Foundationalism has indeed failed, and has “all but disappeared from that part of the academy which is acquainted with developments in philosophy of science.” How are we then to view  science as nonfoundationalist in character?

When it comes to devising and weighing theories in science, Wolterstorff recommends a triple distinction between data, theory, and control beliefs. Data and theory are understood to be self-explanatory. Control beliefs, on the other hand, requires further explanation. “When engaging in science,” Wolterstorff explains, “we operate with certain convictions as to the sorts of theories that we will find acceptable. Control beliefs are of many different sorts. Sometimes they take the form of methodological convictions…sometimes they take the form of ontological convictions.” In other words, control beliefs are those beliefs which the scholar uses in weighing a theory and assessing whether it constitutes an acceptable sort of theory on the matter under consideration. Control beliefs will cause us to reject some theories because they are inconsistent with those beliefs. They will also lead us to devise theories, since we desire to have theories that are consistent with our control beliefs.

In cases of perceived conflict between data, theory, and control beliefs, the conflict is eliminated through a process of “equilibrium,” which is achieved by making revisions in one of the three—if not all of the three. “Most of the deep conflicts between science and religion,” writes Wolterstorff, “occur at the control-belief level.”

Wolterstorff concludes by emphasizing three important points. First, “the Christian faith is such and the theoretical disciplines are such that we must expect conflict—disequilibrium—to emerge repeatedly.”  This is because Christianity and Western theorizing constantly “overlap in their concerns.” The idea that religion and science operate in separate spheres is “just one proposal, and an extremely radical one at that, for the recovery of equilibrium.”

This ongoing struggle may require revisions either to Christian belief (which has been the case) or in how we understand science (which has been the case). The tendency to affirm scientific authority over religious authority in cases of conflict ignores the implicit—and indeed sometimes explicit—control beliefs within scientific theorizing.

And finally, the results of theorizing, and most unambiguously in the social sciences and humanities, are often militated against Christian conviction. But according to Wolterstorff, “theorizing in general is far indeed from being a religiously neutral endeavor.” We cannot leave our particular social locations, our particular genders, our particular religions, our particular races, or our particular nationalities, in the “narthex as we enter the halls of science.” Rather, with different particularities, we shall have to engage in the dialogue of theorizing, aiming for equilibrium as an outcome.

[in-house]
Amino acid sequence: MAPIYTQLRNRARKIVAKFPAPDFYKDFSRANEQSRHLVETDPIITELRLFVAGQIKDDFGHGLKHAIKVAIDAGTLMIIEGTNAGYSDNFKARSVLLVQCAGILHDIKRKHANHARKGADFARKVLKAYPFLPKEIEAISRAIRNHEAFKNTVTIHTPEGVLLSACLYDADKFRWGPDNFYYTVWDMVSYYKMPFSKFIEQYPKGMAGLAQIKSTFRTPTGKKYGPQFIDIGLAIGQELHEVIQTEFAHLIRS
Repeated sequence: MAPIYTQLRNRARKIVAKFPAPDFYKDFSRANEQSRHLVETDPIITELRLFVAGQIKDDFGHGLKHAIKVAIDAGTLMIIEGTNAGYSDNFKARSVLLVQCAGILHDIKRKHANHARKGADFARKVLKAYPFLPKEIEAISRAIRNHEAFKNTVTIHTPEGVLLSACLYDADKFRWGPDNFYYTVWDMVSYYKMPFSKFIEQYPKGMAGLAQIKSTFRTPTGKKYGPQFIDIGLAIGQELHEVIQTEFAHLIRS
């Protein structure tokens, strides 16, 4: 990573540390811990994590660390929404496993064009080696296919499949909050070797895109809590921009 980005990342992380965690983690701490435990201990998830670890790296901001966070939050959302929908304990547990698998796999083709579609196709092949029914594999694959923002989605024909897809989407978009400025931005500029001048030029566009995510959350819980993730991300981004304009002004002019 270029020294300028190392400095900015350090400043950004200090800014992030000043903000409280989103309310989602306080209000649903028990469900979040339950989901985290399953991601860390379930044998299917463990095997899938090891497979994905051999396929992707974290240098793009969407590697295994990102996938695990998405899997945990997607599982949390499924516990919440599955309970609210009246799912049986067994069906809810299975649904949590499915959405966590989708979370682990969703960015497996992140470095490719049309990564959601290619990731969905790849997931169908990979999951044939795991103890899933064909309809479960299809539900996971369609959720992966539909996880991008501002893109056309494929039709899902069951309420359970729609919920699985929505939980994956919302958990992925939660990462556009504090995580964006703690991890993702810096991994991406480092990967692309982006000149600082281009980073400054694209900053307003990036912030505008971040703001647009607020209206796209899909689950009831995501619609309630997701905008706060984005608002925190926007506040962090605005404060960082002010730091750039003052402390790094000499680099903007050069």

Science and Religion: Some New Historical Perspectives: A Word on Narratives

Having discussed the implications of recent literature that categorizes both “science” and “religion” as nineteenth-century social constructs, the same argument is applied to the scientific revolution by Margaret J. Osler in “Religion and the Changing Historiography of the Scientific Revolution.”

The idea that there was a “Scientific Revolution” between 1500 and 1700 and that this marked a definitive moment of separation between science and religion was, Osler argues, the creation of nineteenth-century positivists and twentieth-century historians who read their own secularist aspiration and experiences back into the history of the sciences during a period when they were, in fact, pursued in a climate of diverse, serious, and vibrant theological concern.

Beginning in the eighteenth century, Denis Diderot (1713-1784) and Jean le Rond d’Alembert (1717-1783), in giving a historical account of the sciences, lauded thinkers of the seventeenth century for their scientific achievements while “scorning what they considered the irrationality and authoritarian attitude of religion.” During the nineteenth century, the ascendency of positivism, promoted by Auguete Comte (1798-1857) and Ernst Mach (1838-1916), predetermined how a retinue of historians of science would view the relationship between science and religion. Comte propounded a two laws. First was the “historical law” in which humanity passed through a theological, metaphysical and then culminating to a “positive” or scientific stage. The second was an “epistemological law,” which classified the sciences in a hierarchy determined by their sequence of arriving at the positive state and their increasing complexity. In all this “religion had to be eschewed before positive science could progress.” Mach rejected all metaphysical claims, arguing that such claims could not be proven empirically. He located the origin of modern science in Galileo. And like Comte, Mach accused religion of stifling the progress of science.